Madhu Mukkamala, 54, was born into an Indian family that included 100 doctors. He monitored spine cases in 10 states in the U.S. until recently retiring and now lives in the Andha Pradesh part of Hyderabad, India. “The aggressiveness of spine surgeons on patients has made me feel like I have to come out of it,” he says. He became a certified yoga instructor in Kerala in 1986 and practiced part-time but is now focused on working as a yoga instructor full time, something he also uses to deal with his own spinal issues. “I would like to help people who have back pain,” he says. “Yoga will make you stronger every time you have a problem and you cure yourself with yoga and naturopathy,” he says. I met him in Wadi Rum, Jordan, where he was traveling as part of five months of travel in which he was working to establish connections for places he will present his yoga workshops, including in Austria and Turkey. We talked about his yoga workshops, and he shared this story of how a volunteer position in Austria led to working with refugees there.
“I did workaway [a work exchange project] in Austria at Yoga Zentrum in Modling. It’s near Vienna. I was there one month. I did two yoga workshops for teachers in training and at the workshop I cooked so they learned how to make Indian food. Plus, I did a lecture on sattvic, rajasic, tamasic foods. You are what you eat. I kept hearing in the news that 10,000 refugees came into the country because other countries are not allowing it. Austria welcomed them. They have T-shirts saying, ‘Refugees welcome.’ They [the people at the yoga studio] decided to cook. Since they already knew that I cooked, they asked me if I could. I made pumpkin curry. I cooked three days a week.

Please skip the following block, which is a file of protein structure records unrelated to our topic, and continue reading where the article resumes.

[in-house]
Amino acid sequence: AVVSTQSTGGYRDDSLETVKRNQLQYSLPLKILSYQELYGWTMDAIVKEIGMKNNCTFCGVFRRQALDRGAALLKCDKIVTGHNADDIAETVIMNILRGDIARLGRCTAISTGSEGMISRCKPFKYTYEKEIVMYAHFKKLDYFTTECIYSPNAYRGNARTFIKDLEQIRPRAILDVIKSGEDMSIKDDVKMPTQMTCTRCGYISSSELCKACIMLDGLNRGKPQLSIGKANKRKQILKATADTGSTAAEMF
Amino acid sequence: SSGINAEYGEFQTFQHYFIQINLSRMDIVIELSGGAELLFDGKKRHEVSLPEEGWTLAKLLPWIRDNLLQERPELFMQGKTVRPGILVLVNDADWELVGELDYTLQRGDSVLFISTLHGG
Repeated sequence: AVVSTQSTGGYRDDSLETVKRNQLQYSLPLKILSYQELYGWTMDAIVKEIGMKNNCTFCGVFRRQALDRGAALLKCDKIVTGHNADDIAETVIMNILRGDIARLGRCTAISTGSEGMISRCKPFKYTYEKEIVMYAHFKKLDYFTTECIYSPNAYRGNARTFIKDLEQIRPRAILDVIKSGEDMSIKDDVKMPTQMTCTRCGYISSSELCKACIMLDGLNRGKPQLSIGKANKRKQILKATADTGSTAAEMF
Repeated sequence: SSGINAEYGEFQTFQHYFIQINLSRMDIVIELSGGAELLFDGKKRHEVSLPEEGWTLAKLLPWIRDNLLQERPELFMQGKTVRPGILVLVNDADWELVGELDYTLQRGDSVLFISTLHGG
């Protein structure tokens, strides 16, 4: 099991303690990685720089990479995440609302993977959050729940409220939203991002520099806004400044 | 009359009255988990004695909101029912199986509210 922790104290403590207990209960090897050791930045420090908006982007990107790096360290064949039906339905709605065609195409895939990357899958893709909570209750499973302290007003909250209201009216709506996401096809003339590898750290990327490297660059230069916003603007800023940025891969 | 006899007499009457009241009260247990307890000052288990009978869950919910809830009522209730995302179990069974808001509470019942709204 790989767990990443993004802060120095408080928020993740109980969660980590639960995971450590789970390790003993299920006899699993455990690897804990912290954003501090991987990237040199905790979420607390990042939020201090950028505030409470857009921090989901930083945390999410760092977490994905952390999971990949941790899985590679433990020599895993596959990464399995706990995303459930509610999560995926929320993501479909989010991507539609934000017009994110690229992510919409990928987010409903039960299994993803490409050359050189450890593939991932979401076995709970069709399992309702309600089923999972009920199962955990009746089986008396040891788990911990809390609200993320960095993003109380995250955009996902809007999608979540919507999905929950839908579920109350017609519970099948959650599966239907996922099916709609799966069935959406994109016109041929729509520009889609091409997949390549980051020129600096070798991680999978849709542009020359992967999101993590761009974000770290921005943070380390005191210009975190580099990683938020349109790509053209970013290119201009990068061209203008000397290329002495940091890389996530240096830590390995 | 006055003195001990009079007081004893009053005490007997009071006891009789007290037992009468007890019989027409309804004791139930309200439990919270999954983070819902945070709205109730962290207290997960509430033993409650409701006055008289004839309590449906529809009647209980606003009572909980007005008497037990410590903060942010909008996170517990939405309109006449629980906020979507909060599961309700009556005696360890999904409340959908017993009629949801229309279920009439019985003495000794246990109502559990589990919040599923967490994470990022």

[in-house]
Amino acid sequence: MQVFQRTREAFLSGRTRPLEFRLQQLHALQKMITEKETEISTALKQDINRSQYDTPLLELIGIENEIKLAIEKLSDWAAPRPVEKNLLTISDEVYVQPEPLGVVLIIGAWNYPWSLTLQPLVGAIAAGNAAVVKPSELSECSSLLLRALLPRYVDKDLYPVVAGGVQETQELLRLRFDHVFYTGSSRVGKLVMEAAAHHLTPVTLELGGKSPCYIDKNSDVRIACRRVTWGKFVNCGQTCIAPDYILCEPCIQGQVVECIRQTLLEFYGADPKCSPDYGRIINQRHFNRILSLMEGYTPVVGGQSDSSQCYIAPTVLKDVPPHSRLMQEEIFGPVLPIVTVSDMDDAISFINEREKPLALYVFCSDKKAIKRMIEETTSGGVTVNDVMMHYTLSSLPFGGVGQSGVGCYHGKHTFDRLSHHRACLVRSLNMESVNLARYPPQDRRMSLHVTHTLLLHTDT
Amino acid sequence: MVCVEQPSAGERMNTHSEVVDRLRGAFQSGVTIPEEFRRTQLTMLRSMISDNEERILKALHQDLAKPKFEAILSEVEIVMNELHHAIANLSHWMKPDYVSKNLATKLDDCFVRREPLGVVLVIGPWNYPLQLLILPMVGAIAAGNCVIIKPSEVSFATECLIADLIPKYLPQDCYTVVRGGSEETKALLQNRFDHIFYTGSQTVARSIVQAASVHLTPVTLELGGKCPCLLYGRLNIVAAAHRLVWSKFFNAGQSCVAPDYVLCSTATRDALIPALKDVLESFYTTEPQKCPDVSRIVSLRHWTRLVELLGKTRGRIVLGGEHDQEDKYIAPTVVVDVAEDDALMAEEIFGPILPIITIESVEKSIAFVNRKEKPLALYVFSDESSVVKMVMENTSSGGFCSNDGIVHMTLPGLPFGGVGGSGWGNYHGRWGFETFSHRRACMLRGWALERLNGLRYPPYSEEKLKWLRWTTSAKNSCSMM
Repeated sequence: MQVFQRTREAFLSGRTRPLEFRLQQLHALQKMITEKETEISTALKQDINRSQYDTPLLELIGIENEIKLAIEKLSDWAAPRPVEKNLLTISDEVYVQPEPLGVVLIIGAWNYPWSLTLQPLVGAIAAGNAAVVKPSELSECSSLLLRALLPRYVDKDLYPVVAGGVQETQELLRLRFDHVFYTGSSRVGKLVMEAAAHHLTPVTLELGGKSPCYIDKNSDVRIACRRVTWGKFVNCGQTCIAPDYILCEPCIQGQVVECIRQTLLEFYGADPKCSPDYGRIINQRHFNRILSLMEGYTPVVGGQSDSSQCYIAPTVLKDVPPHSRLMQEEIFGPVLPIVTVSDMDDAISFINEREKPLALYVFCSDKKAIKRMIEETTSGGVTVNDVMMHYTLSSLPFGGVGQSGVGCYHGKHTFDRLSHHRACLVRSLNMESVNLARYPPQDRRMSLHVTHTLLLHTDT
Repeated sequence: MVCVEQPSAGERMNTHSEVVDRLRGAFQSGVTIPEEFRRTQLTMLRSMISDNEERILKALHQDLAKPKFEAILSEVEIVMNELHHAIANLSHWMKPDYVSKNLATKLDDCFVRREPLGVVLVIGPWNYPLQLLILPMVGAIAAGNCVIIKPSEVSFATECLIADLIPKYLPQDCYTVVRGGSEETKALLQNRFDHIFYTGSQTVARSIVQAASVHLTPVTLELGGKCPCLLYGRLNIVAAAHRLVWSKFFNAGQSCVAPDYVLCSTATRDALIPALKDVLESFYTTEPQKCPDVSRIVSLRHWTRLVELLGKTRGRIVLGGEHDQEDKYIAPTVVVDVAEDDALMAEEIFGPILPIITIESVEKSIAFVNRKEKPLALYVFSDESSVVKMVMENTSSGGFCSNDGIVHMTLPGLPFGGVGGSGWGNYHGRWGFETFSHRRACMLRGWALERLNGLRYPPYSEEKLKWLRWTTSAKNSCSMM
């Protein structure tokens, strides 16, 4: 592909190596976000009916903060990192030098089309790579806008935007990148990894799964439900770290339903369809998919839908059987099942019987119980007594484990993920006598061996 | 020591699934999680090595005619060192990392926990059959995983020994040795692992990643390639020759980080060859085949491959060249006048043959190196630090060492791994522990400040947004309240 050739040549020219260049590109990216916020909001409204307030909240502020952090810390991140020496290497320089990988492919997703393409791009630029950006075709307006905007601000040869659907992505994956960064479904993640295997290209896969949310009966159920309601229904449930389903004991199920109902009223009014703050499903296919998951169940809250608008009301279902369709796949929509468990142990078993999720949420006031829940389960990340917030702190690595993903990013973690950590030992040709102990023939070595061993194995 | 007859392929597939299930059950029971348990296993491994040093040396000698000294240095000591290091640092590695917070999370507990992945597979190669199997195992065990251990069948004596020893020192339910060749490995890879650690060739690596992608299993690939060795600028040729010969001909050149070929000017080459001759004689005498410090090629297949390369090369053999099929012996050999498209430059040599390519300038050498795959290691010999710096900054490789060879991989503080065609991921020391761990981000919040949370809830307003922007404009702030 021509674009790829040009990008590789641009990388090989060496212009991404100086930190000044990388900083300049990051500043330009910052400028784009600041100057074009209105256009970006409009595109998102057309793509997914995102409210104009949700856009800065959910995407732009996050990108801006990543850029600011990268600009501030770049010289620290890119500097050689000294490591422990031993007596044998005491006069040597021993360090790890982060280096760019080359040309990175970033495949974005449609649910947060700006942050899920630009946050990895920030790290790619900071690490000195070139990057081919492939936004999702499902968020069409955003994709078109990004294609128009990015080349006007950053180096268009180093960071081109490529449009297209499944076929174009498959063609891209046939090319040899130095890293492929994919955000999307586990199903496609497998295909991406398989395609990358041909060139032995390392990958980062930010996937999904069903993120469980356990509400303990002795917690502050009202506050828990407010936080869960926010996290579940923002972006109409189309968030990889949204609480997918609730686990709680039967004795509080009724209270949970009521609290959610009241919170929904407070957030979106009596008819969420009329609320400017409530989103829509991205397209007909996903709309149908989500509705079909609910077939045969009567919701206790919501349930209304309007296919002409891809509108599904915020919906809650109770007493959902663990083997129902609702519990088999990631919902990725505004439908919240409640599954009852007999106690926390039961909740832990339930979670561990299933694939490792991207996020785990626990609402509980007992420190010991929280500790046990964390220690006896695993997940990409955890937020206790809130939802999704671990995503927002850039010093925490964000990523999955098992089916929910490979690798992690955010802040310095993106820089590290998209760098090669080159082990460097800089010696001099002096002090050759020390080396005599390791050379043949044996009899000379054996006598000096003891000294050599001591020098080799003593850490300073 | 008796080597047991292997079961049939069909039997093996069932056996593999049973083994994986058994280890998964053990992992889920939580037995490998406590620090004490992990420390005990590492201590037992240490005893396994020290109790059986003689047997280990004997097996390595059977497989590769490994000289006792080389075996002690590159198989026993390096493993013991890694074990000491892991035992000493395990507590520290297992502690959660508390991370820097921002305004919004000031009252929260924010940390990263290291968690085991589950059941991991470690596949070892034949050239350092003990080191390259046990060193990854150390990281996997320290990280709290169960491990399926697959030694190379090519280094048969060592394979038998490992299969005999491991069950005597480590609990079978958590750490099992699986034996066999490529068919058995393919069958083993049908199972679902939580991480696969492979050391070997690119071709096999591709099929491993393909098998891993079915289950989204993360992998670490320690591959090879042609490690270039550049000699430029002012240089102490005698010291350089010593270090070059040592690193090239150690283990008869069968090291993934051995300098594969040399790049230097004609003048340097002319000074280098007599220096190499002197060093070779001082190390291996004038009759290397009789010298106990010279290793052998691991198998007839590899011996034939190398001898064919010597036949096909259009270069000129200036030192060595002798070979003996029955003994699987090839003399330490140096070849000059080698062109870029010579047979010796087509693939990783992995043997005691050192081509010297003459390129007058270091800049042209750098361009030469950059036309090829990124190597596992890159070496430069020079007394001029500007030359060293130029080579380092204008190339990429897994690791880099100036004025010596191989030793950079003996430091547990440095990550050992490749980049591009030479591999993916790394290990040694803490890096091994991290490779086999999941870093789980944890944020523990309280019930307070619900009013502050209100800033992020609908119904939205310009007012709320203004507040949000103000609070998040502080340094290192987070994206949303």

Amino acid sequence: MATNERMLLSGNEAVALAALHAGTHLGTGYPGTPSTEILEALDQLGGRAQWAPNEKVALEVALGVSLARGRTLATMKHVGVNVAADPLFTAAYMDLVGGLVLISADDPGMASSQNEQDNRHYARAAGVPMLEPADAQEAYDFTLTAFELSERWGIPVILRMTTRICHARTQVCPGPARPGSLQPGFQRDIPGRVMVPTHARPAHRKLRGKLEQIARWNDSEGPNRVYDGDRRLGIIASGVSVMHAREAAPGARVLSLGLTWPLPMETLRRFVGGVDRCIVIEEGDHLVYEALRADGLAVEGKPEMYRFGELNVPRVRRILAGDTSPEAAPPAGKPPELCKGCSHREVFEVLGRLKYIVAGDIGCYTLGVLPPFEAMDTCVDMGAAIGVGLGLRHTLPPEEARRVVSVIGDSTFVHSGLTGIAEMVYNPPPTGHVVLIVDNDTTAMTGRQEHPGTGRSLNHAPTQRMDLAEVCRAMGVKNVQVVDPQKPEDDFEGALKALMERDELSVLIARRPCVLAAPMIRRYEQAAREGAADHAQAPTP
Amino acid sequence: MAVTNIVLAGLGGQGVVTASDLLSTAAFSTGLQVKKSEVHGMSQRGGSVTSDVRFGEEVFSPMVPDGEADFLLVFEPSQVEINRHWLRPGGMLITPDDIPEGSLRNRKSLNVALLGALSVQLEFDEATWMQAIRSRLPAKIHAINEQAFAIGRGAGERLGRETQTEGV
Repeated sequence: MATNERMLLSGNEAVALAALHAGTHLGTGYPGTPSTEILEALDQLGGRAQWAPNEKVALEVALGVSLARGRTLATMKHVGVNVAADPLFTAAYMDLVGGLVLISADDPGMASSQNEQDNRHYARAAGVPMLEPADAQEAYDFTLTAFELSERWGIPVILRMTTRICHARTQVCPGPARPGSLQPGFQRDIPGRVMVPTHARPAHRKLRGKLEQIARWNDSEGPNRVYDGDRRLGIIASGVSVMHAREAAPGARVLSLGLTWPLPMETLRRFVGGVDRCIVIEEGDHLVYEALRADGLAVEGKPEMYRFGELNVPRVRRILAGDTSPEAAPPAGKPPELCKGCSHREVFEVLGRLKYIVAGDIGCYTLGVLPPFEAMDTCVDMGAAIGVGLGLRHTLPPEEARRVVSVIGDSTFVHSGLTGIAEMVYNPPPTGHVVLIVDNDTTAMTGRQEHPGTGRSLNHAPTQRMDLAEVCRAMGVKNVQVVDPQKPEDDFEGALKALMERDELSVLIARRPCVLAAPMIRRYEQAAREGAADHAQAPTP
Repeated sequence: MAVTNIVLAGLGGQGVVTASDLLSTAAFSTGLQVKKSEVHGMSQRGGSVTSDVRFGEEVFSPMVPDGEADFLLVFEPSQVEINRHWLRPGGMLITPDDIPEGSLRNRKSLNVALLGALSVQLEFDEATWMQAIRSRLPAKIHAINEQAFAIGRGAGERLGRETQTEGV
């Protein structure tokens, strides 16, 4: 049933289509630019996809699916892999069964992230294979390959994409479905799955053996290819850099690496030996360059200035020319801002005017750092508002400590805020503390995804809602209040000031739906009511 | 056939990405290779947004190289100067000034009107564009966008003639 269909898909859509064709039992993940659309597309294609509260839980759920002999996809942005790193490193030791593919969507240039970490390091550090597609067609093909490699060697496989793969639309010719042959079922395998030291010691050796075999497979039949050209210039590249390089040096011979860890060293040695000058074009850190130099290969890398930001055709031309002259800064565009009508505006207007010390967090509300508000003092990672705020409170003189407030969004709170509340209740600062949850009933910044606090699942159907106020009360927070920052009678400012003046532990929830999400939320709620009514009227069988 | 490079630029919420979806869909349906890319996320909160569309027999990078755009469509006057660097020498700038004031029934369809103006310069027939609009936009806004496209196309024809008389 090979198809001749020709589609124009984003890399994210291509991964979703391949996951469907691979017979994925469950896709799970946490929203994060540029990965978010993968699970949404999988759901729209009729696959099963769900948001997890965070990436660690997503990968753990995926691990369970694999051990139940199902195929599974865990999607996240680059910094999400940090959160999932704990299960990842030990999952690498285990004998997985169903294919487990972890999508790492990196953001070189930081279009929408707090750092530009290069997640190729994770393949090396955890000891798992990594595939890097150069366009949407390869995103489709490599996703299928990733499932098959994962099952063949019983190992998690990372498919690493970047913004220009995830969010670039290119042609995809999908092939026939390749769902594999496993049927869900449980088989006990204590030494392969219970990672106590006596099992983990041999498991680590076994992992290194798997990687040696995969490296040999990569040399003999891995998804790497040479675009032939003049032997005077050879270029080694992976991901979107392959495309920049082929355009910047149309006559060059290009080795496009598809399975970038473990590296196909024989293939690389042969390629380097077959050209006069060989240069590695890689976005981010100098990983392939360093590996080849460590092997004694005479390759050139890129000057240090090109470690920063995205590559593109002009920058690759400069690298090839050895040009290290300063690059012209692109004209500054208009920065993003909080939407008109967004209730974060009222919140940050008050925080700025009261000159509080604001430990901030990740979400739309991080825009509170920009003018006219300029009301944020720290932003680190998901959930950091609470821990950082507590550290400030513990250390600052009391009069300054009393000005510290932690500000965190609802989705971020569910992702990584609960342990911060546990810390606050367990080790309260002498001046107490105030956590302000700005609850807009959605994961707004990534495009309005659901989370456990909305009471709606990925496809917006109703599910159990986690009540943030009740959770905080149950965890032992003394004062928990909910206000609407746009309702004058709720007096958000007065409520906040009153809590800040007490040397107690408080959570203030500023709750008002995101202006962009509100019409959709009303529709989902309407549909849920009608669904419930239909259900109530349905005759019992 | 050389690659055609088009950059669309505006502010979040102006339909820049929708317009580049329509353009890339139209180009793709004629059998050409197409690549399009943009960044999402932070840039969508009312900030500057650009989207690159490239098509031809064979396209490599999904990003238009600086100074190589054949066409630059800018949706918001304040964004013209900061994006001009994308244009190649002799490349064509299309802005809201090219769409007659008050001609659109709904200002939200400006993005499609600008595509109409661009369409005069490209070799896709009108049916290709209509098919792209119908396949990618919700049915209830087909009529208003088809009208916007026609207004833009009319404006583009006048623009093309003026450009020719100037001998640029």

…This little girl Maria, she would come and say, ‘No, I want…’ I said, ‘Line, please, line.’ ‘No, give it to me now.’ It took me a few days. In India, I’m used to crowds and I can be strong and say, ‘No. No food served until you come in line.’ If you want to take a situation in control, you can’t have your heart melting. You have to be strong. You can’t make the situation worse.
…You feel moved, touched when you see all kinds of walks of life are there. It’s all ages–little kids to the older ladies–whole families are walking from Greece, England, Pakistanis, Russians, Nigerians. Mainly Syrians but others, too. We heard someone walked for 200 hours or something. They’ve just been just walking. They hear that someone will accept them.
They don’t know what the future is like. But I have to take my words back because without a dream or without a vision nobody does anything. They all have a vision of America or Europe. They want to get out of this situation, and they know they have a great thing waiting for them. Or they’re withdrawing from the past. Like me, I don’t want America–that lifestyle–so you’re open to the future.”